lunes, julio 07, 2014

Youth orchestras, chamber zarzuela and avantgarde flute

            This article will be a true potpourri mixing youth orchestras with an offbeat chamber recital dedicated to zarzuela and a concert premièring an important work by Luigi Nono.

            One of the good things of recent decades has been the proliferation of youth orchestras. Here in B.A. there´s little room at the top, for those that are permanent members of our three most  important orchestras tend to remain several decades in their posts, but there are ad-hoc organisms for private opera and other endeavors.  Young blood needs youth orchestras to acquire experience and confidence .

            The Orquesta Estudiantil de Buenos Aires founded and conducted by Guillermo Zalcman existed for almost twenty years as a labor of love, and only in these last two years has had the support of the City Education Ministry under a programme called Música para la Equidad, currently led by Eduardo Ihidoype. Zalcman remains faithful to his trajectory: no other conductor has been responsible for so many premières, although mostly tonal works of the period 1870-1930.

            The orchestra was born at the School Mariano Acosta and Zalcman has had to make do with what was available in instruments and talent; even if its operational base has expanded, we still read "copistry and arrangements" and find that six saxophones are part of the organism when certainly they shouldn´t be, they are not normal members of a symphony orchestra. So the versions we hear aren´t "pure" and that´s certainly a hindrance. There are also "keyboards" instead of "piano and celesta".

            But their love of music is communicative and I go sometimes to their concerts, attracted by interesting programming. On this occasion, at the Facultad de Derecho UBA, the only score already known but scarcely played was José Martí Llorca´s Second Symphony,  intricately wrought. The composer was Spanish but lived here. The Czech Zdenek Fibich is an attractive Late Romantic and I found his symphonic poem "Toman and the wood nymph" quite imaginative. It was the first of three premières; the others: a charming short Serenade by the Russian Vasily Kalinninkov, and the brilliant ballet "Old King Cole" (1923) by that lovable British creator Ralph Vaughan Williams, full of contrasts and orchestral "trouvailles".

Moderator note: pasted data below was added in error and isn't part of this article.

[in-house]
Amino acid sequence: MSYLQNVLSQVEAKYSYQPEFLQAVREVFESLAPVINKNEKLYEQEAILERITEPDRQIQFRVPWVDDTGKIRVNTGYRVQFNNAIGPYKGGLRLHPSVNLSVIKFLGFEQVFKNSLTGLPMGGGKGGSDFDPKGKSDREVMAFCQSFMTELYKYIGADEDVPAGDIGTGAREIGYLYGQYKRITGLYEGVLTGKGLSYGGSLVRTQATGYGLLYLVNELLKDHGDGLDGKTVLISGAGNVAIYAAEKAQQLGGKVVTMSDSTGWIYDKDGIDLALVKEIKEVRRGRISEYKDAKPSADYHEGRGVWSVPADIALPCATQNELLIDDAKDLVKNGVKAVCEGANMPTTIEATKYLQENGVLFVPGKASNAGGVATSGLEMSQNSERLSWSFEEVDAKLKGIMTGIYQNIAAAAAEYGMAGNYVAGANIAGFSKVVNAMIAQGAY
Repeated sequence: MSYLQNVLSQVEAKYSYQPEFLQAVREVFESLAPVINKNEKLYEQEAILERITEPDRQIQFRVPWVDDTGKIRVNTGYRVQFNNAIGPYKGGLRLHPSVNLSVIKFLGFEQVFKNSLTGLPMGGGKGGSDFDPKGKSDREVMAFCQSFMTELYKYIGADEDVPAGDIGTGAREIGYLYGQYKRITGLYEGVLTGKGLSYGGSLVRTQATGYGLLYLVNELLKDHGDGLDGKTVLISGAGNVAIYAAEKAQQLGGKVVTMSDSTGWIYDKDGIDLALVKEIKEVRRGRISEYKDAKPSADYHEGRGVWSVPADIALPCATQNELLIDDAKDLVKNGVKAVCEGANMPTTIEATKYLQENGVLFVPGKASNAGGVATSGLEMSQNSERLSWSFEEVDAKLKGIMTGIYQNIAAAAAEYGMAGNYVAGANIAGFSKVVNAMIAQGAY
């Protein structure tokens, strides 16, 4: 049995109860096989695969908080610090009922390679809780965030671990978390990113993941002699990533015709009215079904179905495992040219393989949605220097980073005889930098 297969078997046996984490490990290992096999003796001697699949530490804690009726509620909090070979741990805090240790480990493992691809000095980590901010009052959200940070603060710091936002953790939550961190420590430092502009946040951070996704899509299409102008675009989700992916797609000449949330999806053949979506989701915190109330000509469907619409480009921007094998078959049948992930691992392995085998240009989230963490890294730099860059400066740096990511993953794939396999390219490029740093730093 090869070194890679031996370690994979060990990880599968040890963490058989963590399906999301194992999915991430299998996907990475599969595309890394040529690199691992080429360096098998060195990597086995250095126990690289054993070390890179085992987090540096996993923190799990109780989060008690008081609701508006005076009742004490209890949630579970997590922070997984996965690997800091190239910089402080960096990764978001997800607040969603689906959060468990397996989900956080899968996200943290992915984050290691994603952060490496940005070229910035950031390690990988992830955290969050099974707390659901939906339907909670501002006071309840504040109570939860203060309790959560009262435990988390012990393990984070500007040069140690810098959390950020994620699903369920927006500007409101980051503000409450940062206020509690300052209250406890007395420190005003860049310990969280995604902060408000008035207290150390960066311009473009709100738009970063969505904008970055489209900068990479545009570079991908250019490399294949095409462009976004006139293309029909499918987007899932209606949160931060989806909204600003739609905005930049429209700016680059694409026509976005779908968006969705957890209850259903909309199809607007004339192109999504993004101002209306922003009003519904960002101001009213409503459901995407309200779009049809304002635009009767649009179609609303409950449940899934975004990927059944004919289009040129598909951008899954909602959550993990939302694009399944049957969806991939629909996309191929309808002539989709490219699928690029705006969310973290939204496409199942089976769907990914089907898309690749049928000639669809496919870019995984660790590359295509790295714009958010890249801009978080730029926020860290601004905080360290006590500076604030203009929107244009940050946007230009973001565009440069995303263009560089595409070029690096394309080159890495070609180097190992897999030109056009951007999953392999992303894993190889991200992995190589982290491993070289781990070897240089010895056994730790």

The Estudiantil has a  rare feature: it gives encores, something that only visiting orchestras do. With enthusiasm they offered dynamic dances by Glière ("The Red Poppy") and Khachaturian ("Gayaneh").

            The Orquesta Académica del Instituto Superior de Arte del Teatro Colón gives periodic concerts for free on some Thursday afternoons. It is a chamber orchestra of good quality, and I went to their short concert led by Ricardo Sciammarella (known here as a cellist) because it included the complete Beethoven incidental music to Goethe´s "Egmont" (it was preceded by the "Coriolan" Overture). The Interludes and the two songs by Klärchen are rewarding and were nicely done (the soprano was the clear-voiced Jaquelina Livieri). But the Melodrama (the spoken words of Egmont) needed the mellow though dramatic tones that Ángel Mattiello produced in 1955, not the violent barking of Pol González. The conducting and playing were correct.

            I was pleasantly surprised with the Orquesta Académica de la Universidad Nacional de Lanús under Daniel Bozzani at the Facultad de Derecho UBA. Medium-sized (65-strong), it proved large enough to do justice to Late Romantic composers and played with enthusiasm and discipline under Bozzani, formed at the Catholic University here and then in Germany and Switzerland. Some weakness in the horns was counterbalanced by a surprisingly good cello sector.

            I was lured to attend because to my knowledge they did the Sibelius Third Symphony only for the second time in our city; the first was was by the B.A. Phil under Calderón in 1973 ( I programmed it). And it is a beautiful and powerful 32-minute score that doesn´t merit such neglect (the same goes for Nos. 4 and 6). Before it we heard Mendelssohn´s "The Hebrides" and Bruch´s First Violin Concerto, with an impressive Rafael Gintoli as soloist; the veteran artist remains a redoubtable master.

            The Ensamble de Madrid (debut) is a piano sextet that exists since 1985 and their repertoire is certainly offbeat: arrangements of zarzuelas. The players are astonishingly good and I´m rather disconcerted that apparently most of their time is taken up by this unusual task. But I like zarzuela´s tunes and the arrangements, though they weren´t imaginative, were apposite to the instruments and very agreeable. Most were by José Francisco Pacheco.

            In segments of about eight minutes we heard fragments from "Pan y toros" (Francisco Asenjo Barbieri), "El año pasado por agua" (Chueca and Valverde), "La Torre del Oro" (Jiménez), "La Chulapona" (Moreno Torroba), "La Gran Vía" (Chueca and Valverde) and "La Marchenera" (Moreno Torroba"). Encores: "De Madrid a París" (Chueca), "Luisa Fernanda" (Moreno Torroba) and Vives ("Juegos malabares"). The venue was AMIJAI.

            The Usina del Arte´s chamber hall presented the South-American première of Luigi Nono´s "Das atmende Klarsein" ("The breathing clarity" is a rough translation). During 48 minutes a low flute with experimental figurations alternates with a choir singing Rilke and old Greek and German hymns; the result is original and related with "Prometheus", premièred last year at the Colón. Sergio Catalán (flute) and the Coro de Cámara Zahir (Diego Boero) gave a faithful account of this presentation of the Compañía Oblicua. In the First Part the Choir sang pieces by Ola Gjeilo, Gyorgy Ligeti and Eric Whitacre.

For Buenos Aires Herald

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